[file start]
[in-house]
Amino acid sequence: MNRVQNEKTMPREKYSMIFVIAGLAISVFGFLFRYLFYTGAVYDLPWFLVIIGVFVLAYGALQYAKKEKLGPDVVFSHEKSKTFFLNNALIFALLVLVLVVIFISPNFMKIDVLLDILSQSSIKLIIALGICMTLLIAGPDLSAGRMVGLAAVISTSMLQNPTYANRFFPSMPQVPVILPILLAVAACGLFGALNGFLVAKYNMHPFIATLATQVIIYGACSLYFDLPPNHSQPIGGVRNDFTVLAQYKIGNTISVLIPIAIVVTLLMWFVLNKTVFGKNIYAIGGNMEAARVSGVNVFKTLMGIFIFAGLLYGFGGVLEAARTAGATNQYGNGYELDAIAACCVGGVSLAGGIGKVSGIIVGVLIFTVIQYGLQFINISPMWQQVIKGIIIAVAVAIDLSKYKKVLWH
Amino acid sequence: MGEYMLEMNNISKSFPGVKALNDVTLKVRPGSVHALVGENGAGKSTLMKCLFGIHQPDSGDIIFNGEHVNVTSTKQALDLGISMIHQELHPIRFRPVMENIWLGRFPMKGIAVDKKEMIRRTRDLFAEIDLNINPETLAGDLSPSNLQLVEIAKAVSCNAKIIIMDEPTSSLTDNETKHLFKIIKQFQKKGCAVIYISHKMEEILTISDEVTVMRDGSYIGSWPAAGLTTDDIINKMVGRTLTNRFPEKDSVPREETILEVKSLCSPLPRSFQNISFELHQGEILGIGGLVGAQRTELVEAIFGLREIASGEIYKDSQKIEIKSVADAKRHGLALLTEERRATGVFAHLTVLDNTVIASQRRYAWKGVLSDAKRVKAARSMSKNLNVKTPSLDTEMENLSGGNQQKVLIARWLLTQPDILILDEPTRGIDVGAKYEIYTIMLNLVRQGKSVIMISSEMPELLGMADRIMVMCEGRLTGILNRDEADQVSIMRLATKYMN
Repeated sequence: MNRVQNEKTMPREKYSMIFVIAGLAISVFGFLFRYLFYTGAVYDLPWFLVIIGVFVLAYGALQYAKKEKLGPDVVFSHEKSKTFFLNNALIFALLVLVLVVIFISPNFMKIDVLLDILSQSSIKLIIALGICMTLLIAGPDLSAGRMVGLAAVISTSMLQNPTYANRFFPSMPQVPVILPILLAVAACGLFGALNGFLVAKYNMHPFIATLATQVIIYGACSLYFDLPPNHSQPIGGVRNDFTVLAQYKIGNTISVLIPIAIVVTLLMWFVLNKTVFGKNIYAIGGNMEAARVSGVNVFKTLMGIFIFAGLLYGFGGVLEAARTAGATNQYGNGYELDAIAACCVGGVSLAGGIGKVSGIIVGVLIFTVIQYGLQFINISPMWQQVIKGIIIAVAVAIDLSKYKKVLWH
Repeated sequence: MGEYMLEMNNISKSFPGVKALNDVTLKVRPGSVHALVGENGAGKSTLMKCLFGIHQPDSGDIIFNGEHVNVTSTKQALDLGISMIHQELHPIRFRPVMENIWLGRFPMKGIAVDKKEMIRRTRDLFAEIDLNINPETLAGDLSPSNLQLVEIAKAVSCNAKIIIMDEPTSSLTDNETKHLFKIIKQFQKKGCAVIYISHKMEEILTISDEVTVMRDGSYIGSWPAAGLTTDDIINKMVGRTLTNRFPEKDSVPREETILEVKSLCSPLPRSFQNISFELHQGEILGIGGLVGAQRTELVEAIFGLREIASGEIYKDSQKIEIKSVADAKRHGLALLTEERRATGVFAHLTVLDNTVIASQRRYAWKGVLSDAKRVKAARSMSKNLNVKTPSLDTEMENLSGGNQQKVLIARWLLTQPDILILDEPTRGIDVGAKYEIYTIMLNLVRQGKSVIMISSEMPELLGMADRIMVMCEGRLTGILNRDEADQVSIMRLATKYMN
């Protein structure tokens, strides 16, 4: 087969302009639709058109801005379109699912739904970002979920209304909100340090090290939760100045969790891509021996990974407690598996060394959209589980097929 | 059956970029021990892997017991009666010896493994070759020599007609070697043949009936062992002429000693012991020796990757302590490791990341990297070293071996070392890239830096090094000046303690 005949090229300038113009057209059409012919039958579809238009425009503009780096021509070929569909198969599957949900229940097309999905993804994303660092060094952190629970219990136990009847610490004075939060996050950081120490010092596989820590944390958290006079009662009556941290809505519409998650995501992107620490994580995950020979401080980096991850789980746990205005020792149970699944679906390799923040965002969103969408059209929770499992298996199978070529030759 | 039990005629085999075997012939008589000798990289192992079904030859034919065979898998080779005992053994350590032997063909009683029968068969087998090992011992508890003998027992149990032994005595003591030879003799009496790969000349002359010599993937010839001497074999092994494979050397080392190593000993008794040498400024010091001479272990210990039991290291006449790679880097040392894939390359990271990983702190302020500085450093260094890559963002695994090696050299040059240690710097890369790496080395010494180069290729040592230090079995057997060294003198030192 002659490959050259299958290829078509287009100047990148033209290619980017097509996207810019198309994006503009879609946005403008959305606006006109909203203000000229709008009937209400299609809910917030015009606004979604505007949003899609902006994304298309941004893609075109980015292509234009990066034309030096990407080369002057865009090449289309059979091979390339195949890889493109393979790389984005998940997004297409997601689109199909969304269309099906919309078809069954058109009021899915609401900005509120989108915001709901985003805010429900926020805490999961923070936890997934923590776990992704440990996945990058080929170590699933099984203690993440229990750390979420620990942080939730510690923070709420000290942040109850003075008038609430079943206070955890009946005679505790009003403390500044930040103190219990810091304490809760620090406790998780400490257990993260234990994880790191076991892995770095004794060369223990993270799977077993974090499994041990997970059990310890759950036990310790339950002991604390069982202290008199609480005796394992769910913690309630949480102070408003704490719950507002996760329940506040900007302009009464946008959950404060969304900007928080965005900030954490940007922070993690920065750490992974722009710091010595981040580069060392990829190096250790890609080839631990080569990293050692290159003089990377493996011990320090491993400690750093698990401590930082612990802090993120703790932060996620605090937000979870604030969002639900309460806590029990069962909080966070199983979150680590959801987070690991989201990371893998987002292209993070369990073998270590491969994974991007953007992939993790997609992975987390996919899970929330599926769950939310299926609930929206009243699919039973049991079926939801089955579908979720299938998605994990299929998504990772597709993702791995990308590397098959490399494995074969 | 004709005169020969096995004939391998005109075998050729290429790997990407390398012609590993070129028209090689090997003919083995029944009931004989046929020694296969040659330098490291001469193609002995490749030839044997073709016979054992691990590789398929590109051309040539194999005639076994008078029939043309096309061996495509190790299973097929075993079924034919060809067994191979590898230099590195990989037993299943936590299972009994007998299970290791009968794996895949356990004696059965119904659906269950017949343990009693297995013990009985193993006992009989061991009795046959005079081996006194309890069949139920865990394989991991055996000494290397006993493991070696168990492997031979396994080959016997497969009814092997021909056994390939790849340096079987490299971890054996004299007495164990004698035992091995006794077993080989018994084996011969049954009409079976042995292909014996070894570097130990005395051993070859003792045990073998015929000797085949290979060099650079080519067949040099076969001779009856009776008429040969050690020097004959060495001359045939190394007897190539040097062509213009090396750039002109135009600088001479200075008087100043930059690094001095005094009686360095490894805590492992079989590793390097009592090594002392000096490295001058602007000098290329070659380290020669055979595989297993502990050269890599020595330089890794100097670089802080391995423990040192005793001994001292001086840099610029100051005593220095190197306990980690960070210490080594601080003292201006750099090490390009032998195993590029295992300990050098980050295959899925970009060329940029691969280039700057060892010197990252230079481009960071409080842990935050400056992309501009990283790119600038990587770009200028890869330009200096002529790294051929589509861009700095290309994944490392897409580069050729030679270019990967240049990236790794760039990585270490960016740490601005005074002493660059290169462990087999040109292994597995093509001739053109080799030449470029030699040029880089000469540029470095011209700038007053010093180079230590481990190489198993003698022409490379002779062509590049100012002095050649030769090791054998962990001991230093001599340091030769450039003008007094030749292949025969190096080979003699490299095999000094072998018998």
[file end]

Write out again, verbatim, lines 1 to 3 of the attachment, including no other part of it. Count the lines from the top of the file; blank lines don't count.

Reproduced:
[in-house]
Amino acid sequence: MNRVQNEKTMPREKYSMIFVIAGLAISVFGFLFRYLFYTGAVYDLPWFLVIIGVFVLAYGALQYAKKEKLGPDVVFSHEKSKTFFLNNALIFALLVLVLVVIFISPNFMKIDVLLDILSQSSIKLIIALGICMTLLIAGPDLSAGRMVGLAAVISTSMLQNPTYANRFFPSMPQVPVILPILLAVAACGLFGALNGFLVAKYNMHPFIATLATQVIIYGACSLYFDLPPNHSQPIGGVRNDFTVLAQYKIGNTISVLIPIAIVVTLLMWFVLNKTVFGKNIYAIGGNMEAARVSGVNVFKTLMGIFIFAGLLYGFGGVLEAARTAGATNQYGNGYELDAIAACCVGGVSLAGGIGKVSGIIVGVLIFTVIQYGLQFINISPMWQQVIKGIIIAVAVAIDLSKYKKVLWH
Amino acid sequence: MGEYMLEMNNISKSFPGVKALNDVTLKVRPGSVHALVGENGAGKSTLMKCLFGIHQPDSGDIIFNGEHVNVTSTKQALDLGISMIHQELHPIRFRPVMENIWLGRFPMKGIAVDKKEMIRRTRDLFAEIDLNINPETLAGDLSPSNLQLVEIAKAVSCNAKIIIMDEPTSSLTDNETKHLFKIIKQFQKKGCAVIYISHKMEEILTISDEVTVMRDGSYIGSWPAAGLTTDDIINKMVGRTLTNRFPEKDSVPREETILEVKSLCSPLPRSFQNISFELHQGEILGIGGLVGAQRTELVEAIFGLREIASGEIYKDSQKIEIKSVADAKRHGLALLTEERRATGVFAHLTVLDNTVIASQRRYAWKGVLSDAKRVKAARSMSKNLNVKTPSLDTEMENLSGGNQQKVLIARWLLTQPDILILDEPTRGIDVGAKYEIYTIMLNLVRQGKSVIMISSEMPELLGMADRIMVMCEGRLTGILNRDEADQVSIMRLATKYMN